One day, while the group was out in Richmond they noticed a space available on Spanish Grove and decided to go for it.
After months of renovating the space with black paint, a custom ceiling, new chairs, work stations, and bright lighting -- the shop still didn't have a name.
The barbers said they had pitched and dismissed multiple names throughout the renovation.
Holloway said he was pondering the name of the shop one restless night.
"I was like, I got to come up with something," Holloway recalled. "I couldn't sleep. I literally woke up and I got it."
He went to work the next day and shared the name with the others.
"It just clicked," Holloway said.
Thus, Luxury Lounge Barbershop was born.
The barbers at Luxury Lounge said, despite the rough start, they are determined to leave a lasting impression on Richmond.
"It took a toll. It was hard, because we are a new business, but we are so motivated," Collins said of the effects of the pandemic. "Everyday we see new people and as more people get to know us, we hope they feel like it is their barbershop."
The barbers said they consider Luxury Lounge a "hybrid" shop -- a place where everyone can go and get a haircut regardless of the need.
"We can do about everything," Collins explained. "We can do traditional cuts or we can do some of the new stuff you see on YouTube or Instagram."
Hall said the goal is to make sure each client is getting the experience they deserve and the cut they want.
The barbers said they hope to fill a void left for people who are traveling miles away to get a good cut and experience.
White said the barbers have worked hard to be as diverse as possible to suit the needs of every clientele.
"I think we have one of the most diverse shops in Richmond and we see clients from every kind of background out there," White said.
That's one main reason the barbers added Torres to their team.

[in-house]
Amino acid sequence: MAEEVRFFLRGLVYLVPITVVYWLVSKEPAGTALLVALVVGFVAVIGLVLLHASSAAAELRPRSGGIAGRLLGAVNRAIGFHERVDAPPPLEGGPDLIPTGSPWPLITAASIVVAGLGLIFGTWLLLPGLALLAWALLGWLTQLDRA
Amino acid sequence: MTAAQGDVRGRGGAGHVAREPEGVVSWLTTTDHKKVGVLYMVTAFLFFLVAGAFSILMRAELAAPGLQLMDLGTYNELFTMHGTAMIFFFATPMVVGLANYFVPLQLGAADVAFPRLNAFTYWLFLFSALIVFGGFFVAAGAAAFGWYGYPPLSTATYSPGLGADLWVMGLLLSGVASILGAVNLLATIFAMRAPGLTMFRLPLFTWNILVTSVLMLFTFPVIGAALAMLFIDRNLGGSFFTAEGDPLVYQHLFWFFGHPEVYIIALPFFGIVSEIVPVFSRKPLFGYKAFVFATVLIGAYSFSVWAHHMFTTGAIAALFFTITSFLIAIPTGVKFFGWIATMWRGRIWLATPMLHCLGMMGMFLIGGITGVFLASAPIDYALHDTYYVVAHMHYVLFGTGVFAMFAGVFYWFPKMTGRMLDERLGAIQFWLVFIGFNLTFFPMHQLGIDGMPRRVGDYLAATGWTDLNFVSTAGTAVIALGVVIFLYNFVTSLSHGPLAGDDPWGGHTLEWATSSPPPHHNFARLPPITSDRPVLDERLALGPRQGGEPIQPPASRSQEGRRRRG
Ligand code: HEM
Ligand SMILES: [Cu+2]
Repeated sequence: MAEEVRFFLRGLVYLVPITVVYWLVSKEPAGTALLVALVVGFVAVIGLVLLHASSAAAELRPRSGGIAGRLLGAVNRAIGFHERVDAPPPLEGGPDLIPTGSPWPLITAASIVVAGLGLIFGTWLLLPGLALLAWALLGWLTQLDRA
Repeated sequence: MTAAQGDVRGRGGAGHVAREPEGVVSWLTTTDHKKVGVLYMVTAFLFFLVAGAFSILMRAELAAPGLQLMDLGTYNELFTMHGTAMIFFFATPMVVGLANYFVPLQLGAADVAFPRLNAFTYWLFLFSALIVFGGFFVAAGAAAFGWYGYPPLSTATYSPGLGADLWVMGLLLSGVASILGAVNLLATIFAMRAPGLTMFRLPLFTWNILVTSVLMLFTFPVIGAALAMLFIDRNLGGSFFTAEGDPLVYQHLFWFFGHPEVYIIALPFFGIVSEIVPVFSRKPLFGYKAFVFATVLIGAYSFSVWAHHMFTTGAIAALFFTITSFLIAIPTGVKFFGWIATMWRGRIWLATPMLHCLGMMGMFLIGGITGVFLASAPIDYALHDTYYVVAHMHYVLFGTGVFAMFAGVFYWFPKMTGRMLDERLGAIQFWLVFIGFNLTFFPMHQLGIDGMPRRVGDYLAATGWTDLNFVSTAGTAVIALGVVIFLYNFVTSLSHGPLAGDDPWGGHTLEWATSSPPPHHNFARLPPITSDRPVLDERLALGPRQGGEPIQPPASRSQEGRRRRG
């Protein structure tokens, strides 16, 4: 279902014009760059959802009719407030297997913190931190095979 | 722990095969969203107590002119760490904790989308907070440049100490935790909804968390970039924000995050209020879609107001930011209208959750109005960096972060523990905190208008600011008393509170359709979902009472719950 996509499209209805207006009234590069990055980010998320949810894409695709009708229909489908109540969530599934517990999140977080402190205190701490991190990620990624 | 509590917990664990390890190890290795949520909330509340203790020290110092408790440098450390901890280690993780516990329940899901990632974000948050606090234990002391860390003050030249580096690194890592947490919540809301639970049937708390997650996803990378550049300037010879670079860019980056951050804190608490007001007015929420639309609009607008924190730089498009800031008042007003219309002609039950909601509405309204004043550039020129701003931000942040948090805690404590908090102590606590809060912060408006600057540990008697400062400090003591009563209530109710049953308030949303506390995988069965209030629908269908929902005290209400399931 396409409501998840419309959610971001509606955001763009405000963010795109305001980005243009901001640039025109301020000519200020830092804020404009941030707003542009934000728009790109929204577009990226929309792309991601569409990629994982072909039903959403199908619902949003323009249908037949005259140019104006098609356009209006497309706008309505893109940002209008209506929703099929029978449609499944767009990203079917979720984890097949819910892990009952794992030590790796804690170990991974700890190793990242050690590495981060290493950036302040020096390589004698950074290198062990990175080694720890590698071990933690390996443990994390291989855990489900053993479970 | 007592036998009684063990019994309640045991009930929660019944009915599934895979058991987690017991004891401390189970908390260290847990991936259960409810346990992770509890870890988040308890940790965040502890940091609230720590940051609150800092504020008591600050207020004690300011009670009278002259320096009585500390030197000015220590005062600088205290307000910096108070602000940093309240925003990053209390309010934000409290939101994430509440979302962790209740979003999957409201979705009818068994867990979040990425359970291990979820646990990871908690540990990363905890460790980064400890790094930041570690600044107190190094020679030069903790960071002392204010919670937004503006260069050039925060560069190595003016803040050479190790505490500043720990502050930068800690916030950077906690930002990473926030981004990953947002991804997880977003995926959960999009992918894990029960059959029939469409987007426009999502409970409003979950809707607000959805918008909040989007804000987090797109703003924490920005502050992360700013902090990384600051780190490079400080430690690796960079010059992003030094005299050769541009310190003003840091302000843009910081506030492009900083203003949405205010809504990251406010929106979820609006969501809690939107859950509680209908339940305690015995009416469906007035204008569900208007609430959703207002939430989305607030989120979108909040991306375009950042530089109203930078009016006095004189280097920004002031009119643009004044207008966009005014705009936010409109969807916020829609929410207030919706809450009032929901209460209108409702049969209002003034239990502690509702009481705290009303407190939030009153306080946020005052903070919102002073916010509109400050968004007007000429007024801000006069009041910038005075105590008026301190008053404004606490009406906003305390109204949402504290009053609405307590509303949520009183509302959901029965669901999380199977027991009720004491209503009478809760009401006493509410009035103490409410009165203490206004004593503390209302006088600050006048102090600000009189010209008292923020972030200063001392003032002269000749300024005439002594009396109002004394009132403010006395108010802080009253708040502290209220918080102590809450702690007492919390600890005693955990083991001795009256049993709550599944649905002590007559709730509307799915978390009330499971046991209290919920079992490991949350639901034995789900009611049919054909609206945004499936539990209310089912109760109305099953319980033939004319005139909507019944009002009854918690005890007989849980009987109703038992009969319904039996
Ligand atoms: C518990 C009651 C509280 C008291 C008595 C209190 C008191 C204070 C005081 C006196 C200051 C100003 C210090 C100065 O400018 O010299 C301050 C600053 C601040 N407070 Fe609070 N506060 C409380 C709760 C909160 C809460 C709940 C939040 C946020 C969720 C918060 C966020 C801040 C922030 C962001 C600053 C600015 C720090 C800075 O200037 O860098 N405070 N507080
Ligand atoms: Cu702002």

"He balances us out nicely," Collins said. "Izzy speaks Spanish and we really wanted a place in Richmond where the Hispanic population could be comfortable going."
Hall said specifics about haircuts can be lost in translation and with something as personal as appearance is on the line -- the barbers want to get it right.
"Some are not comfortable with speaking English, with Izzy they can talk freely in their language. It's a bond they get here, where they are getting anywhere else," Hall said.
The barbers know all to well the importance of looking and feeling good and having a place where you can be yourself.
"We just don't work here, we live here and care about our community," Holloway said. "You might not connect anywhere else in life, but we hope you will connect in here. That's what we are trying to provide."
Collins said the shop is already providing a place where people can relax and network with others.
"There has been people that got jobs because the guy next to him was the manager at the business he wanted to work at. It's an amazing thing really," Collins recalled.
Hall said while the group is determined to make a place in Richmond.
"We are in this community and we are motivated," Hall said. "We've had to adapt, yeah. But the profession is always changing. There is always a new cut or style that becomes popular. We are ready to adapt with it. There is always room for improvement and we are willing to put in the work," Hall said.